The scandal rocking Israel: Yedioth Ahronoth publisher Arnon Mozes allegedly suggested to give the PM positive coverage. In return, Netanyahu would stymie Mozes’ biggest competitor – Sheldon Adelson-owned newspaper Israel Hayom
Media tycoon Arnon Mozes is the businessman who negotiated a quid pro quo with Prime Minister Benjamin Netanyahu, in conversations caught on tape that came to light on Sunday.
Haaretz reported on Sunday that suspicions in the main corruption affair involving Netanyahu are backed by recordings documenting contacts between him and a businessman over mutual benefits.
According to Channel 2, several months ago Netanyahu offered Mozes, publisher of the Yedioth Ahronoth newspaper, a deal that would limit the circulation of the free daily Israel Hayom, Yedioth’s top competitor and widely regarded as the prime minister’s mouthpiece. In return, Mozes would make Yedioth’s coverage more sympathetic to Netanyahu.
Israel Hayom, now Israel’s largest newspaper, is owned and published by U.S. billionaire Sheldon Adelson, a close confidant of the prime minister.
Mozes was questioned in the case last week and released under certain conditions.
Channel 10 reported that the negotiations were an effort by Netanyahu to prevent Yedioth Ahronoth from publishing a story about his son Yair. Channel 2 reported that the conversations were recorded by the prime minister’s bureau chief at the time, Ari Harow, at Netanyahu’s request.
The taped conversations were brought to the attention of Attorney General Avichai Mendelblit months ago. Mendelblit and State Prosecutor Shai Nitzan believed that while the affair had far-reaching ramifications politically, its legal status was unclear, Channel 2 reported.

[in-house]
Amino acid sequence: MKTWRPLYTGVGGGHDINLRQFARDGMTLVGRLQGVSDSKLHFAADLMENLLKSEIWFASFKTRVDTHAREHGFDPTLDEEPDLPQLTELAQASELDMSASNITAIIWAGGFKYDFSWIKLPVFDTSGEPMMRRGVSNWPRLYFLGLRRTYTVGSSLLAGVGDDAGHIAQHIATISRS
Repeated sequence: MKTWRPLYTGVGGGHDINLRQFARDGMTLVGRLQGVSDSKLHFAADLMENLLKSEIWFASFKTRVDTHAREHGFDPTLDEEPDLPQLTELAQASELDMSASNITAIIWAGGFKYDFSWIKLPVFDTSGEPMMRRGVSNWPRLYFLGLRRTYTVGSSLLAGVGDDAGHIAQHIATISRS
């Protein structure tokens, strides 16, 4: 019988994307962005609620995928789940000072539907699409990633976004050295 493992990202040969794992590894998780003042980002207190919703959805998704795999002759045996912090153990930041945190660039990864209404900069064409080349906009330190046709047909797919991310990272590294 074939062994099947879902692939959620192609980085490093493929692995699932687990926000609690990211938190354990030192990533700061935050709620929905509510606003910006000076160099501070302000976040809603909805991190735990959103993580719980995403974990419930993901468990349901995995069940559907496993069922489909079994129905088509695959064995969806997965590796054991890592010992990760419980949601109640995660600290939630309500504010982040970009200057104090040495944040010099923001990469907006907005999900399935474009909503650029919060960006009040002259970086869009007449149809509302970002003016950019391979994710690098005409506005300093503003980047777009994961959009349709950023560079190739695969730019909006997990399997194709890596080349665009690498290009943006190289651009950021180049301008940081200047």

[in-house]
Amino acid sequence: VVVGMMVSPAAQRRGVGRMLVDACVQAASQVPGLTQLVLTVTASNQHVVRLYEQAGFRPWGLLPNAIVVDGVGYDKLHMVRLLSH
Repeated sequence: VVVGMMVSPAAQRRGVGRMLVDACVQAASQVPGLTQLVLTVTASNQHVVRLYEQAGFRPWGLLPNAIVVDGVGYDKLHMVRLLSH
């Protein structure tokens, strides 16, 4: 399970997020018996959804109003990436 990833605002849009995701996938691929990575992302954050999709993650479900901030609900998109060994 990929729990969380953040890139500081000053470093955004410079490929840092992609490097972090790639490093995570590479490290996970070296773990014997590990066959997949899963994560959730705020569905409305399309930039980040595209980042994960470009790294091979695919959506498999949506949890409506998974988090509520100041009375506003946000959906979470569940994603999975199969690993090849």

In August, Netanyahu said he was considering promoting a bill that would bar recordings of conversations without consent from all the parties involved.
Not the first attempted deal
TheMarker reported in November that a few months before returning to power in 2009, Netanyahu spoke with Mozes and reached a secret deal. The two had been in a power struggle since 1996, when Netanyahu first became prime minister.
“He promised me that Israel Hayom wouldn’t publish a weekend edition,” confidants quoted Mozes as saying.
Mozes believed that the deal would save Yedioth, which badly suffered when Israel Hayom launched in 2007. In 2009, Netanyahu was gearing up for the election that would return him to power and tried to thwart attacks from Yedioth, then Israel’s biggest newspaper.
A few months later, however, the battle resumed in full force. At the end of 2009, Israel Hayom began publishing a weekend edition whose circulation reached the hundreds of thousands.
Yedioth retaliated with investigations and attacks on Netanyahu and then-Defence Minister Ehud Barak; it also backed a bill that would have prevented the publication of a free newspaper.
Before Sunday’s new claims in the second case, Netanyahu’s lawyer said: “We’re not talking about money, we’re not talking about loans, we’re not talking about anything that constitutes a crime,” adding there was “no suspicion, no trace, of a criminal offence in all of this”.
Netanyahu’s ”nothing will be found because there is nothing” has become his mantra in recent weeks as he has suffered a serious political blow from the inquiries that have led some to speculate whether he can survive.
Addressing that question, David Bitan, the chairman of Netanyahu’s coalition, tried to insist that even if Netanyahu were to be indicted – which he insisted would not happen – Netanyahu would not need not to resign.
Figures in Israel’s opposition, however, called on Netanyahu to suspend himself in response both to the police inquiry and the emerging reports that they argue has cast a cloud over his office.
Former Israeli prime minister Ehud Barak led the charge, writing on Twitter: “Shock! Bibi can’t continue to serve as prime minister. Those with integrity among his ministers will be forced to lead him out or to lose their world as well. An end to the footdragging.”